Thursday, August 14, 2008


EU Observer has recently quoted (link) the study conducted by a team of British scientists showing that, each year, farm subsidies on behalf of EU's common agricultural policy cause strong heart diseases and stroke-related deaths as a consequence of too high nutrition values per se, given the amount of fat that farm producers can use to produce food. This is an additional sign why EU's common agricultural policy is a roadmap in the wrong direction. Taking some basics of the microeconomic theory into account, we can see that EU farm subsidies lead to massive overproduction of milk and diary products simply because producers do not meet a sufficient amount of market information as a consequence of subsidy distortions. Again, subsidies can be attributed only if there is more negative neighborhood effects that the amount of positive ones while agricultural sector is a case study that would suffice the criteria for subsidy giving as there is a market-clearing price mechanism. World Health Organization revealed that EU's annual milk production subsidies amount 16 billion EUR, including a 500 million EUR butter consumption stimulus.

The EU Observer noted (link):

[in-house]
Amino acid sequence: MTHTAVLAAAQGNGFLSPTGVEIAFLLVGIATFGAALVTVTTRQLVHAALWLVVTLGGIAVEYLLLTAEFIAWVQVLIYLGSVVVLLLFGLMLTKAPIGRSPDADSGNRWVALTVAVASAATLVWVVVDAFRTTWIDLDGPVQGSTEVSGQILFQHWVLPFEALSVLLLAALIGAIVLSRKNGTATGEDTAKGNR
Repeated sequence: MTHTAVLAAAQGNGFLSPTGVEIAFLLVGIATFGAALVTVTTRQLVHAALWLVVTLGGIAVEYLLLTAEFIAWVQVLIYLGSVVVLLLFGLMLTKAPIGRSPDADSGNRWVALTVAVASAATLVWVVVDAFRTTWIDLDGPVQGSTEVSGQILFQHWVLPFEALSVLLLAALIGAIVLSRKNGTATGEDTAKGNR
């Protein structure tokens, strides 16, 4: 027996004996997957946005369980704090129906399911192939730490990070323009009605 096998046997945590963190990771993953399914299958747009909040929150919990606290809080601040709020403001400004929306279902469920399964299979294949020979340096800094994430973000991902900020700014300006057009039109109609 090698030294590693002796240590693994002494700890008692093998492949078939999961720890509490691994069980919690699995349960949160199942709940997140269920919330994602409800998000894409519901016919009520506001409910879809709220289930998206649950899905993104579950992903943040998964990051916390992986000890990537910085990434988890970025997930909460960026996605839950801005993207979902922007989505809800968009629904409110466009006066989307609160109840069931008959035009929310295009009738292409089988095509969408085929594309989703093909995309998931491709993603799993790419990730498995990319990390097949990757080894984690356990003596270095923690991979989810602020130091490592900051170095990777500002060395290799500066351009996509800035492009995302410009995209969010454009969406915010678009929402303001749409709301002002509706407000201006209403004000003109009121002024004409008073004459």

"Looking at the 15 EU states before the 2004 round of enlargement, the annual "mortality contribution attributable to CAP was approximately 9,800 additional CHD deaths and 3,000 additional stroke deaths within the EU," the study says, with France, Germany, Italy, Spain and the UK seeing the highest numbers of excess deaths."

Market liberalization and an immediate end of subsidizing agricultural production would certainly boost the shift towards consumer choice and demands. In turn, that would also bring positive neighborhood effects since producers' prices would be closer to marginal cost level which means that the severity of heart diseases and stroke-related deaths and consequences would disappear faster and easier. Frankly, it's about time to end the tyranny of EU's agricultural subsidies and CAP. The effect of farm subsidies revealed by British scientists are another strong argument and evidence of the mischief of subsidy-giving.

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